Essential Thrombocythemia (ET) in Young People: What’s the Treatment Plan?

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Topics include: Living Well , Treatment and Understanding

Although essential thrombocythemia (ET) is generally thought of as a disease that only affects the middle age and elderly population, but it has been observed in young adults too. Dr. Naveen Pemmaraju, a specialist at The University of Texas MD Anderson Cancer Center, explains what treatment options are available and how the livelihoods of youth are affected.

This town meeting was sponsored by Incyte Corporation. It was produced by Patient Power in partnership with the Robert H. Lurie Comprehensive Cancer Center of Northwestern University.

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Please remember the opinions expressed on Patient Power are not necessarily the views of our sponsors, contributors, partners or Patient Power. Our discussions are not a substitute for seeking medical advice or care from your own doctor. That’s how you’ll get care that’s most appropriate for you.

Jeff Folloder:

I’ve got a question that came in from online. This is very cool, because we normally don’t think of this as a young person’s issue. My 16-year-old son has ET with consistently high platelets. Should younger patients be on a low-dose aspirin regimen? Great question. What about young people?

Dr. Pemmaraju:           

Yeah. So, Brady and I, again, we used to work together at Hopkins in our lab with Dr. Moliterno and Dr. Spivac.

And this has been a focus of our collective groups and continues now, as we both are attending physicians at our own institutions. What Brady and I have found is that, exactly right, MPNs, we used to think of them as diseases or cancers of the elderly. But that’s not the case in the real world. There is a group of patients, so-called AYA patients, or adolescent young adults who have these MPNs, CML, in the age category of teenager, 15 all the way up to 29, even up to 39. The NCCN and other entities recognize this AYA or adolescent young adult as a special, unique, vulnerable population. They’re outside of the norm. and they have special considerations.

This young patient who is just beginning his life, we’re talking about still going through puberty and taking aspirin or hydroxyurea (Hydrea). We’re talking about changes in the family dynamic where you’re on your parents’ health system until XYZ, and then, you either lose that health insurance, or you get your own job, or there’s a change.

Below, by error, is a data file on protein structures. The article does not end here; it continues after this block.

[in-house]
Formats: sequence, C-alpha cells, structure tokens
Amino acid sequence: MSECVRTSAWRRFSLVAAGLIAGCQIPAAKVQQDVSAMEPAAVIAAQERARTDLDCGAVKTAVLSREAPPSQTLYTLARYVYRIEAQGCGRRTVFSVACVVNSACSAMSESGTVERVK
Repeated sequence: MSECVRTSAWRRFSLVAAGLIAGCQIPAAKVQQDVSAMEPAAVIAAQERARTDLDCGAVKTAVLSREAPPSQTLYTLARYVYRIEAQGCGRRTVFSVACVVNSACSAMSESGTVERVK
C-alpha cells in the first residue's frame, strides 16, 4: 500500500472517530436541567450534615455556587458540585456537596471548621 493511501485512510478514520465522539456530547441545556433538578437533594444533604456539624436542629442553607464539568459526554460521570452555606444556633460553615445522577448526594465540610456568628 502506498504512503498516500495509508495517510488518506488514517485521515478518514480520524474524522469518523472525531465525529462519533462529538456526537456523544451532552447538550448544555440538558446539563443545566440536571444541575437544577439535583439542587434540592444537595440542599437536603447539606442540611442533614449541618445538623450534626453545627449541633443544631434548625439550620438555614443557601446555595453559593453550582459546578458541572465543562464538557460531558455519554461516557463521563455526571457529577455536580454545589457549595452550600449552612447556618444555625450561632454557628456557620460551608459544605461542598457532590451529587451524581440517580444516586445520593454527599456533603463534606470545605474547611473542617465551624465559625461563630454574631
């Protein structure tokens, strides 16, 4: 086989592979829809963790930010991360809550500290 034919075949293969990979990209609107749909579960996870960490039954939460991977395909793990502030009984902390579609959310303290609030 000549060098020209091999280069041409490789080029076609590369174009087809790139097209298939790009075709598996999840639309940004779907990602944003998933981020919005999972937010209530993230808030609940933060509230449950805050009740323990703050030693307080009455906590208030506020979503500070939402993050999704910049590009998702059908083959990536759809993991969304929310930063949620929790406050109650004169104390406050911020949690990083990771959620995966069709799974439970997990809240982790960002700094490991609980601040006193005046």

And then, we’re talking about issues about starting a life, fertility, having kids, starting a relationship. So, the answer is yes, ET, PV, MF do happen in young patients for sure. Two, they can have special considerations such as the example I gave you earlier, blood clot in and around the time of pregnancy, the cerebral sinus thrombosis brain clot when you’re starting college freshman year, taking aspirin, having a bleed on aspirin while you’re playing high school sports. That’s what this person is going to be likely experiencing, things like that. So, the answer to this is yes, it occurs. Yes, those patients are out there.

And yes, we think of it as a lifetime disease. This patient may have this disease for 70, 80 years, 90 years. So, the answer is yes, it’s okay to take—we extrapolate, at least, from the older patient experience to the younger, low-dose aspirin, hydroxyurea, interferon if needed.

But it is a lengthy discussion about short and long-term side effects and risks, development of leukemia later on, development of side effects from these medicines, and then, thinking about clinical trial therapies and all of those things, if they’re necessary. So I would say that the young patient with MPN is a focus for both of us. And I think that this is an urgent, unmet medical need, what to do.

Please remember the opinions expressed on Patient Power are not necessarily the views of our sponsors, contributors, partners or Patient Power. Our discussions are not a substitute for seeking medical advice or care from your own doctor. That’s how you’ll get care that’s most appropriate for you.

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Page last updated on October 4, 2017